Looking for some suggestions on finishing

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Forum topic by edp posted 09-30-2008 12:13 PM 1149 views 1 time favorited 7 replies Add to Favorites Watch
View edp's profile


109 posts in 4043 days

09-30-2008 12:13 PM

For years now, I have been cutting, glueing, sanding staining and then sealing with lacquer. I don’t really get the film thickness I would like with lacquer though, so I was wondering if there was a step I was missing. I work exclusively with Red Oak if that makes a difference. My current lacquer application is 4 wet on wet passes, dry, buff with scotchbrite (purple) and then 4 more wet on wet passes to finish.


-- Come on in, the beer is cold and the wood is dry.

7 replies so far

View Icemizer's profile


88 posts in 3622 days

#1 posted 09-30-2008 01:48 PM

Couple of questions? How much are you thinning the laquer per application? What are you building that requires that type of depth and durability from the finish? Instead of the wet wet passes let a full dry take place between pass. Wet on wet is just pushing that previous layer around and really not drawing that much off whatever applicator you are using.

-- Say what you mean and mean what you say.

View CharlieM1958's profile


16276 posts in 4301 days

#2 posted 09-30-2008 03:11 PM

Have you worked with wipe-on polyurethane?

When I want a deep, glassy finish, my technique is to first build up a base with several coats using a foam brush, not worring too much about bubbles or brush marks. Then I sand this base out smooth, starting with 220 grit, then moving to 400 or so. This will leave you with a very smooth, but dull finish. Now you can carefully wipe on a final one or two coats with a soft cloth, and you should have a finish that looks like glass.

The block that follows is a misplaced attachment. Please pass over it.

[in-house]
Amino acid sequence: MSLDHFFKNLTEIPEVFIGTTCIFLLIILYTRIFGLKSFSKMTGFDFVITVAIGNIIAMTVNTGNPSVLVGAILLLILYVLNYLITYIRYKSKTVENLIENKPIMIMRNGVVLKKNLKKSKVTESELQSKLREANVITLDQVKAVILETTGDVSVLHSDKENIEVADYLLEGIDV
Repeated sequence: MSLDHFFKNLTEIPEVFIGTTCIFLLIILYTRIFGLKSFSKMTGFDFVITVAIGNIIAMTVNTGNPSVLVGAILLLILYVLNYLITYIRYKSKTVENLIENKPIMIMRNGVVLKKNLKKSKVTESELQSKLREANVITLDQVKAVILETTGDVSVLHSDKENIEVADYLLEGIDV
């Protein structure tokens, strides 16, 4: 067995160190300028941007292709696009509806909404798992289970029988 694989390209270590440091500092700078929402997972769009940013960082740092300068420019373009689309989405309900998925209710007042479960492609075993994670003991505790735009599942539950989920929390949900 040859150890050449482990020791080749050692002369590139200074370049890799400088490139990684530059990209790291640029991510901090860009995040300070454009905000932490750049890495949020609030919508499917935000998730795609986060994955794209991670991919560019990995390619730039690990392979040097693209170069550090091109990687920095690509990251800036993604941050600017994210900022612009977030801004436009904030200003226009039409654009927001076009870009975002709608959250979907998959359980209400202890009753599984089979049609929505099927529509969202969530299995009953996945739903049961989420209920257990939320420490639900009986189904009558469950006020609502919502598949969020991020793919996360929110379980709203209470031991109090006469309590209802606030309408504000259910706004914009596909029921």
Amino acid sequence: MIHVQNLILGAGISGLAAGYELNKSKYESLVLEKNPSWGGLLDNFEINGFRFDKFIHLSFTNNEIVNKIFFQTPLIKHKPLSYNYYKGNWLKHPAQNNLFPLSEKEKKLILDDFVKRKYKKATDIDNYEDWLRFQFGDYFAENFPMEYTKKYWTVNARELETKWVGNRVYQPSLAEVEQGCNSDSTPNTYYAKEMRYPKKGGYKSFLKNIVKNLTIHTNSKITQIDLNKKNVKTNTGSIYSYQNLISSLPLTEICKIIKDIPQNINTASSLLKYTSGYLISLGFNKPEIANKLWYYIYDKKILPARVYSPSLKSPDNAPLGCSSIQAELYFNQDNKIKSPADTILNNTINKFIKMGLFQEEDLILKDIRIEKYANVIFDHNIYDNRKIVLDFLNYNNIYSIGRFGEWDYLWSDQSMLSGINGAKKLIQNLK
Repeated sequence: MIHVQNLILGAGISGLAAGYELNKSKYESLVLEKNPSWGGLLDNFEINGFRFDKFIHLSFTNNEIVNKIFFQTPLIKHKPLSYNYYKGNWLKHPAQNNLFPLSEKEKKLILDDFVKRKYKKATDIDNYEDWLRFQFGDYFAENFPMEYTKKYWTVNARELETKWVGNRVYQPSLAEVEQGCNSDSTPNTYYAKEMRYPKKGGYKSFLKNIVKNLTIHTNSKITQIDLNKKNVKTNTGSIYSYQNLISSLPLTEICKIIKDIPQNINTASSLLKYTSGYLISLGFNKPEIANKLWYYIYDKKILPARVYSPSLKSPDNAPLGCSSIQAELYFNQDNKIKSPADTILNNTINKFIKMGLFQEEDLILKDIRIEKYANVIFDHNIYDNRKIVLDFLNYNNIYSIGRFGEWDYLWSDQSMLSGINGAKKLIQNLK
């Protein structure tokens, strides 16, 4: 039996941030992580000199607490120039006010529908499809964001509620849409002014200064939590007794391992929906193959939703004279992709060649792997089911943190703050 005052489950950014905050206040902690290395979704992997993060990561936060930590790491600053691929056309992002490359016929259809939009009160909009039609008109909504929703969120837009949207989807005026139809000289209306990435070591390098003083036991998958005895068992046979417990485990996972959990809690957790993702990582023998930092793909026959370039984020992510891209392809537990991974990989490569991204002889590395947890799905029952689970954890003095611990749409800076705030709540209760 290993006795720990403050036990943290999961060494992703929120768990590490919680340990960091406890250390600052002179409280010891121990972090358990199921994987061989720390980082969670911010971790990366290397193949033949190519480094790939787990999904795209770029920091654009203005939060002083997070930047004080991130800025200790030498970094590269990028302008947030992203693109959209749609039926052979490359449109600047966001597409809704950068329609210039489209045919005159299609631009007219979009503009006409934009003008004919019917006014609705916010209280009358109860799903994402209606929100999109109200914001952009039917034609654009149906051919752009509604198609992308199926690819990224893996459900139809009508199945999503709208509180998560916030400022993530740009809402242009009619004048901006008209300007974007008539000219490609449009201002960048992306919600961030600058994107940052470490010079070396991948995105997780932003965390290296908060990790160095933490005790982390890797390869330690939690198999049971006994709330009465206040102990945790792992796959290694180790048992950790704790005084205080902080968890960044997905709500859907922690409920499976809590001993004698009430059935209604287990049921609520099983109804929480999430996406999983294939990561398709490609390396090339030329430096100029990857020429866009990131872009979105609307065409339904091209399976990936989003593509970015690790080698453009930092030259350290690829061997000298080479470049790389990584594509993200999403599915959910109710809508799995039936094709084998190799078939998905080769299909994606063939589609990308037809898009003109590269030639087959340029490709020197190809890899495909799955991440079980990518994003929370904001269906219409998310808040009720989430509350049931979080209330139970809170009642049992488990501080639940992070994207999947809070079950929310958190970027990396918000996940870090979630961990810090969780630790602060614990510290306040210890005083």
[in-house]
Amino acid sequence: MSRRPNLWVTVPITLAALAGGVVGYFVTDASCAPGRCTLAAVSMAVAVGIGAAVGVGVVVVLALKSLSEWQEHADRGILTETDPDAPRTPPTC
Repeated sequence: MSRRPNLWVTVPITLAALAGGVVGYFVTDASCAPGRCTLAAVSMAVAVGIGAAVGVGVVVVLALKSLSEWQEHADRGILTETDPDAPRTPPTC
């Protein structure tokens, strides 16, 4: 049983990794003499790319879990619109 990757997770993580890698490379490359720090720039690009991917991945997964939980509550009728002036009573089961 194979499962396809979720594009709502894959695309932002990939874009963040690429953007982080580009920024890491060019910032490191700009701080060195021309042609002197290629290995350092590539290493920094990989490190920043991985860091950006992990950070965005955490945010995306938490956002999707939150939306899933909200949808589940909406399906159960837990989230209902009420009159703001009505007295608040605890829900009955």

-- Charlie M. "Woodworking - patience = firewood"

View John Gray's profile

John Gray

2370 posts in 3968 days

#3 posted 09-30-2008 03:35 PM

From my experience it takes many/several more coats of lacquer too get the depth you want. Let it dry between coats then sand with 400 grit until the surface of the lacquer is dull. When you get the depth you want skip any more 400 and polish until you get a perfectly smooth finish.

-- Only the Shadow knows....................

View SteveKorz's profile


2134 posts in 3796 days

#4 posted 09-30-2008 04:57 PM

Look thru this, you might find what you're looking for.

-- As iron sharpens iron, so one man sharpens another. (Proverbs 27:17) †

View Gregh11's profile


17 posts in 3607 days

#5 posted 10-02-2008 06:22 PM

When you guys sand with the 400 grit between coats, is it dry or wet sanding?

-- Greg, in Ozark, MO

View John Ormsby's profile

John Ormsby

1288 posts in 3819 days

#6 posted 10-02-2008 07:37 PM

There is a high build lacquer that will help. It is thicker and fills in the pores fast. As with any finish, sanding is very important. Also, it is imperative to let the coat dry thoroughly before sanding and recoating.

-- Oldworld, Fair Oaks, Ca

View Tim Pursell's profile

Tim Pursell

499 posts in 3864 days

#7 posted 10-02-2008 08:51 PM

Filling the pores in an open grain wood like red oak takes many, many coats. Quicker to use a grain filler to speed up the porcess. Try it on some scrap pieces till you find one you like.


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